It's fairly common for them to be 32/64-bit in memory and 80-bit in the CPU, which to me implies that at from 16 to 48 bits of precision will be lost when copying from registers to RAM:
Quote:
Original post by implicit
The classic x87 FPU is one such oddball platform as it uses an 80-bit floating point format internally, and few other platforms do as well such as the Itanium.


Quote:
Original post by Sneftel
I get the feeling that you think the scheduler uses FLD and FST on a context switch to save/restore state. It does not. It uses FSAVE/FRSTOR, which preserve the full internal precision.
Thanks for the correction. So the bitwise representation (i.e. all 80 bits) *will* be preserved during a context switch?

But, it's still possible for the CPU to use a different internal representation than what will be stored in RAM? Meaning that the value of the boolean value z in my previous code snippet still depends on how much code is inserted at "..."? (i.e. if there's just enough code to force the compiler to move one (and only one) of the variables back to RAM temporarily then it may be false)

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Yes. That means that on subsequent runs of your program on identical hardware, the results should always be the same.

But if you recompile your code (eg. with slightly different optimisation settings), then the results before recompilation could be different depending on how the compiler issued/ordered instructions.

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Quote:
Original post by HodgmanIt's fairly common for them to be 32/64-bit in memory and 80-bit in the CPU, which to me implies that at from 16 to 48 bits of precision will be lost when copying from registers to RAM:
Quote:
Original post by implicit
The classic x87 FPU is one such oddball platform as it uses an 80-bit floating point format internally, and few other platforms do as well such as the Itanium.


Quote:
Original post by Sneftel
I get the feeling that you think the scheduler uses FLD and FST on a context switch to save/restore state. It does not. It uses FSAVE/FRSTOR, which preserve the full internal precision.
Thanks for the correction. So the bitwise representation (i.e. all 80 bits) *will* be preserved during a context switch?

But, it's still possible for the CPU to use a different internal representation than what will be stored in RAM? Meaning that the value of the boolean value z in my previous code snippet still depends on how much code is inserted at "..."? (i.e. if there's just enough code to force the compiler to move one (and only one) of the variables back to RAM temporarily then it may be false)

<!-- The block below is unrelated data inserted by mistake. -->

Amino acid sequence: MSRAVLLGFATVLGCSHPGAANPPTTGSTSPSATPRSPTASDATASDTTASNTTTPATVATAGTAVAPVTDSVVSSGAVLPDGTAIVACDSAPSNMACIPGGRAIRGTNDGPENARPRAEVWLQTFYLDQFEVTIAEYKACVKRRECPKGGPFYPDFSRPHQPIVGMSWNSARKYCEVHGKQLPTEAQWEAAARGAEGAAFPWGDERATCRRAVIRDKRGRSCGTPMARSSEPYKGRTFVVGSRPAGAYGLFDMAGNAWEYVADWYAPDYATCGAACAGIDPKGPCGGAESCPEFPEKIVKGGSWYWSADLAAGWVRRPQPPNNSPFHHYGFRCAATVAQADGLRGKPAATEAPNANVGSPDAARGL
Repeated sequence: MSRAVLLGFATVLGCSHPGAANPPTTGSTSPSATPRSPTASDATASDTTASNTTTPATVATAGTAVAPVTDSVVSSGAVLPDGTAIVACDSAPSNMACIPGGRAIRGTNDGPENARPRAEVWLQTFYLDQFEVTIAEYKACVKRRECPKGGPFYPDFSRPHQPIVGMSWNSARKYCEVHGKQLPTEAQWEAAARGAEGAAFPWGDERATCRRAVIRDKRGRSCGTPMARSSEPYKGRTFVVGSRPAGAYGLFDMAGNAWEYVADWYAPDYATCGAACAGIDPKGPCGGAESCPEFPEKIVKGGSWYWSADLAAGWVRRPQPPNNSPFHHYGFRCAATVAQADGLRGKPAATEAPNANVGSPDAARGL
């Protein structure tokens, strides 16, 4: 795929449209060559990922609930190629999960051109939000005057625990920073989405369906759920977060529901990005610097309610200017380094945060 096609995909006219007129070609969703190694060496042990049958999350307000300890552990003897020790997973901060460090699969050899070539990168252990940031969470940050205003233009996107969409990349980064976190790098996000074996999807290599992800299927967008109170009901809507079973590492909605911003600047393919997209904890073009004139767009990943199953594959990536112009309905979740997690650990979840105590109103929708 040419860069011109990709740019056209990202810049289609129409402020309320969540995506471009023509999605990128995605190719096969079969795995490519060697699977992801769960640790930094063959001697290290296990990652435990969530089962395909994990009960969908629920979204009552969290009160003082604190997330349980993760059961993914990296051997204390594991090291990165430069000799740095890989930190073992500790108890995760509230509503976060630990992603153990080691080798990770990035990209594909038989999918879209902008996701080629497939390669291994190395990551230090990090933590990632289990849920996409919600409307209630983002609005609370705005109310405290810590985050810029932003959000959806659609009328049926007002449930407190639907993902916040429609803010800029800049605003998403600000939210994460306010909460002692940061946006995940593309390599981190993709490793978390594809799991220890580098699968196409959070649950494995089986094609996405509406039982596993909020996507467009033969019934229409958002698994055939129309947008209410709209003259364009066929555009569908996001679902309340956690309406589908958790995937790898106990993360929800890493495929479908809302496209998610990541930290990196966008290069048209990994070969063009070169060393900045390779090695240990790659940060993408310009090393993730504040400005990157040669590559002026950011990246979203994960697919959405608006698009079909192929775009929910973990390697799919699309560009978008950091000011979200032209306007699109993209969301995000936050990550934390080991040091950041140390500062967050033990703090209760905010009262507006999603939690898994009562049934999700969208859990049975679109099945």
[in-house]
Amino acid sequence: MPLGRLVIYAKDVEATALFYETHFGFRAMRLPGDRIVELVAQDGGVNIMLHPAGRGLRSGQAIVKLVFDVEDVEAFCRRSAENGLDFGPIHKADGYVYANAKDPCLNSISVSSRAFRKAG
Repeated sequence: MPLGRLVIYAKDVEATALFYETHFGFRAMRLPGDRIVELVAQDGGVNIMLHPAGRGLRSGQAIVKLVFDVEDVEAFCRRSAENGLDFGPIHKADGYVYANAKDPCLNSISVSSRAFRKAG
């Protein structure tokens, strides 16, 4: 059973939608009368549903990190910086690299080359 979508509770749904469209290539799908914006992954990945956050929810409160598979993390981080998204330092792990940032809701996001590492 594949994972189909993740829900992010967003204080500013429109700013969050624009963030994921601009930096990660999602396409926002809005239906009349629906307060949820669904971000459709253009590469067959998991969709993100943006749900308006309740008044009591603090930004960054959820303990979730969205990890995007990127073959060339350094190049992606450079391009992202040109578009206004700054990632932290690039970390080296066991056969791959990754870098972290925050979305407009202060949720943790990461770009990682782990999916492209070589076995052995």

C/C++ is not assembler. Unless your compiler says otherwise, a float is 32 bits and a double 64 bits. The specialized 80-bit FPU registers on some platforms probably deal with such variables by padding or similar techniques. To make use of 80 bit floats, you need to specify that explicitly - typically by assigning a long double variable. At least, that's my understanding.

According to Wikipedia, the 82 bit registers on the Itanium are also used to "preserve precision for intermediate results". I'd guess that this means that the extra 2 bits are used to reduce rounding errors when performing multiple calculations in sequence, but this should definitely not have any effect when simply copying a number.

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Quote:
Original post by Hnefi
C/C++ is not assembler. Unless your compiler says otherwise, a float is 32 bits and a double 64 bits. The specialized 80-bit FPU registers on some platforms probably deal with such variables by padding or similar techniques. To make use of 80 bit floats, you need to specify that explicitly - typically by assigning a long double variable. At least, that's my understanding.

According to Wikipedia, the 82 bit registers on the Itanium are also used to "preserve precision for intermediate results". I'd guess that this means that the extra 2 bits are used to reduce rounding errors when performing multiple calculations in sequence, but this should definitely not have any effect when simply copying a number.

Yes, my compiler says a float is 32/64bits... in RAM.
The compiler tells the CPU to load a 32/64bit float from RAM ... then once the CPU fetches that data *the CPU* can do whatever it wants, such as converting the 32/64bit value an intermediate 82bit representation. The compiler may be completely oblivious that this is happening.

A padded 32-bit value won't work in an 82-bit register, so I assume 32bit values are either always converted to higher-precision, or that the CPU must also have a bunch of 32-bit registers lying around as well as the new 82-bit ones.

They way that I interpret "The floating point registers are [>64] bits long to preserve precision for intermediate results" is that the internal representation is more precise than the in-memory representation. Hence moving data from intermediate storage (registers) back to RAM will cause a loss of accuracy.

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It depends on how the FPU is implemented. Since it must be able to differentiate between 32 and 64 bit floating point representations anyway - which means it must be able to deal with differently sized mantissas and exponents without affecting the accuracy of either representation - it is not unreasonable to expect the processor to only use the full 80/82 bits when given a long double (or equivalent) variable. Whether the Itanium actually behaves this way, I don't know. I don't have one available at the moment.